Note that Mastercard Platinum will not cover the deductible on a rental car that a car dealer provided you free while your car is in the shop for warranty work. You have to actually pay for the rental car yourself in my case from Hertz.

Who would have known this?!

So when I was hit on the freeway by an idiot who took off I had to file claim under my personal insurance AND I am responsible for the deductible and who knows about the loss of use thing. I will always buy that extra insurance the rental car companies offer in this situation. In California and apparently only California, a hit and run is always a collision claim and whatever your deductible is on your personal car applies to the rental car.

the rental insurance they sell is a complete ripoff, hence them pushing it so hard.
you can get much better insurance through amex

Why is a World Master Card acceptable in Ireland for rental car insurance but not a regular Master Card?

Great info, this teaches anyone not to pay in any other way than credit when it comes to car rentals! Hopefully more people see this

It makes sense when you don’t have a primary coverage that everybody is trying to avoid covering you when you rent a car, simply because they think you don’t have the car owner experience in caring about the car, driving safely (and driving experience in general). That’s why they have these fine prints and time frames for responses to claims.

Sad true, but we got to try to understand the “others”. They insure you with the hopes that you know what you’re doing, and trying to minimize their liability for other drivers mistakes.

Thanks for sharing.

I was just rejected for my claim of a $500 scratch by the Continental MC hyped in a link above. Why? The claim was late. I was out of the country for a few months, and didn’t even know the rental car agency was making a claim against me.

Given the amount of paperwork and details required and legal clauses and qualifiers, it seems to me that the whole process is a charade and is only designed to look for ways to reject the claim.

Has anyone actually received this benefit? Is this coverage subject to any sort of regulatory oversight?

I work for an adjustment company and we process damage claims for all the rental car companies. I see these claims paid all the time. You just need to supply them the information they need and make sure to have used the credit card to purchase the entire rental. Usually they send the check directly to the card holder, and then they cash the check and never pay for the damages. Lol…I see this all the time.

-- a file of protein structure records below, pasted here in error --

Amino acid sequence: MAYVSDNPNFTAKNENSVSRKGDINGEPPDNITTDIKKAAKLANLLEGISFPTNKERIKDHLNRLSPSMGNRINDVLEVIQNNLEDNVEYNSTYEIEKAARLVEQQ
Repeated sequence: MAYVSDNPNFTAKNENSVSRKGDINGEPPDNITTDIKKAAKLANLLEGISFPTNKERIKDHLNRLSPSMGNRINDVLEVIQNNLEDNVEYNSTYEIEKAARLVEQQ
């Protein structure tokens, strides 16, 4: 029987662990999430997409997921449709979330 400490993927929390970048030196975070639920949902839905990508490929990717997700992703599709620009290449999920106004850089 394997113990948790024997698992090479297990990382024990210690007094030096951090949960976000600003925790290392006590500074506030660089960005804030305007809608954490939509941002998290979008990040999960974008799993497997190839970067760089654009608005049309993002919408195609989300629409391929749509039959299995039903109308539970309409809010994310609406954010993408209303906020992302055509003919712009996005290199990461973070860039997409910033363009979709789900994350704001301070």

Thanks for writing this, because I think the credit card companies should do a better job explaining how their rental insurance works. I suppose ultimately I’m at fault if I don’t read the benefits but still, it would at least be nice if they made it more prominent.

Very helpful insight on how these rental programs work on credit cards. Hmm, maybe I will just buy the darn insurance from the rental company next time after seeing what might not be covered on my basic Visa Gold!

Do not count on your credit card to even pay the deductible. According to American Express, all damage to rental cars falls under liability for which you have no deductible. Since they only pay the deductible, you get nothing! The whole thing is up to you and your personal insurance. Also, they can charge anything they want. If you rented a car, it is more than likely that you were not in your city of residence. Unless you want to go back to their location numerous times, you have no choice but to pay. Moral: Don’t use American Express.

Linda Peterson

Connie, you are exactly correct! I am going through this right now. I will have to pay for the damage to the rental car while parked in a hotel parking lot because Amex says it is a liability claim. And AMEX doesn’t pay because there is no deductible. So, since I don’t want my car insurance rate to go sky high by filing a 700.00 claim, I am stuck! I always felt insured by Amex and always made sure to use my Amex with a rental car. People need to know they aren’t REALLY protected by AMEX, their own car insurance has to pay, and you are foolish to make a claim for a small amount because you will pay much more in higher premiums for filing claims.

Good to know this stuff. I always use my credit card to make sure i’m covered when renting.

Take care..the American Express coverage also will not pay for loss of use unless the rental car company agrees to provide them with their usage logs to help prove “loss of use” charges. The rental car companies consider these proprietary information and may not be willing to release.

Thanks for going into detail about how credit card car rental insurance really works. I had no idea there were this many loopholes! Now I’ll think twice when I rent a car.